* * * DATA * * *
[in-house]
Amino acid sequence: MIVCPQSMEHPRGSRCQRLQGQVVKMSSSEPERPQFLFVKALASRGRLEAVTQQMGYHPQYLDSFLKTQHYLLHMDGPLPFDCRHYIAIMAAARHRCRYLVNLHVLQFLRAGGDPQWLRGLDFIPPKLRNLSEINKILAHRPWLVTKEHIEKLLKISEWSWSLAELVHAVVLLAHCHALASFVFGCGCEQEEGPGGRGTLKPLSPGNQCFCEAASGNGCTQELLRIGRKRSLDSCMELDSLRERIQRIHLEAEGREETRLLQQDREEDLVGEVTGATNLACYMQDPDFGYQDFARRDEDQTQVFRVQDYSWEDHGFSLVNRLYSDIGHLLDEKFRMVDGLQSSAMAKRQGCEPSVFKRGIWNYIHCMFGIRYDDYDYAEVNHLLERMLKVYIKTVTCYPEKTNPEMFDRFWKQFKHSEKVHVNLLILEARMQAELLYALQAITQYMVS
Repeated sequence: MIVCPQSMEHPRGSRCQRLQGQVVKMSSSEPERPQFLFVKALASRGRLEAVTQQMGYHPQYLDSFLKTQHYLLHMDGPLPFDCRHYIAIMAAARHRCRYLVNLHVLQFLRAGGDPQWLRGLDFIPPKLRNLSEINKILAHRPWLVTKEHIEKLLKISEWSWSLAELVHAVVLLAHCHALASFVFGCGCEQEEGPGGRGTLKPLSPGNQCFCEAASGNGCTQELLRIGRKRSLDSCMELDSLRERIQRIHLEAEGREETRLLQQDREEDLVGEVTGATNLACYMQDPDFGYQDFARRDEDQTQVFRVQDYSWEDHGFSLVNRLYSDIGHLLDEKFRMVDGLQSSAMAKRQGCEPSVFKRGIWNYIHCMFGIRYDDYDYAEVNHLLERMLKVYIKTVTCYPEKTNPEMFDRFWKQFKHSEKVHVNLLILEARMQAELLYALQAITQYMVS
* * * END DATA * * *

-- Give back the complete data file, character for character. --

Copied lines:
[in-house]
Amino acid sequence: MIVCPQSMEHPRGSRCQRLQGQVVKMSSSEPERPQFLFVKALASRGRLEAVTQQMGYHPQYLDSFLKTQHYLLHMDGPLPFDCRHYIAIMAAARHRCRYLVNLHVLQFLRAGGDPQWLRGLDFIPPKLRNLSEINKILAHRPWLVTKEHIEKLLKISEWSWSLAELVHAVVLLAHCHALASFVFGCGCEQEEGPGGRGTLKPLSPGNQCFCEAASGNGCTQELLRIGRKRSLDSCMELDSLRERIQRIHLEAEGREETRLLQQDREEDLVGEVTGATNLACYMQDPDFGYQDFARRDEDQTQVFRVQDYSWEDHGFSLVNRLYSDIGHLLDEKFRMVDGLQSSAMAKRQGCEPSVFKRGIWNYIHCMFGIRYDDYDYAEVNHLLERMLKVYIKTVTCYPEKTNPEMFDRFWKQFKHSEKVHVNLLILEARMQAELLYALQAITQYMVS
Repeated sequence: MIVCPQSMEHPRGSRCQRLQGQVVKMSSSEPERPQFLFVKALASRGRLEAVTQQMGYHPQYLDSFLKTQHYLLHMDGPLPFDCRHYIAIMAAARHRCRYLVNLHVLQFLRAGGDPQWLRGLDFIPPKLRNLSEINKILAHRPWLVTKEHIEKLLKISEWSWSLAELVHAVVLLAHCHALASFVFGCGCEQEEGPGGRGTLKPLSPGNQCFCEAASGNGCTQELLRIGRKRSLDSCMELDSLRERIQRIHLEAEGREETRLLQQDREEDLVGEVTGATNLACYMQDPDFGYQDFARRDEDQTQVFRVQDYSWEDHGFSLVNRLYSDIGHLLDEKFRMVDGLQSSAMAKRQGCEPSVFKRGIWNYIHCMFGIRYDDYDYAEVNHLLERMLKVYIKTVTCYPEKTNPEMFDRFWKQFKHSEKVHVNLLILEARMQAELLYALQAITQYMVS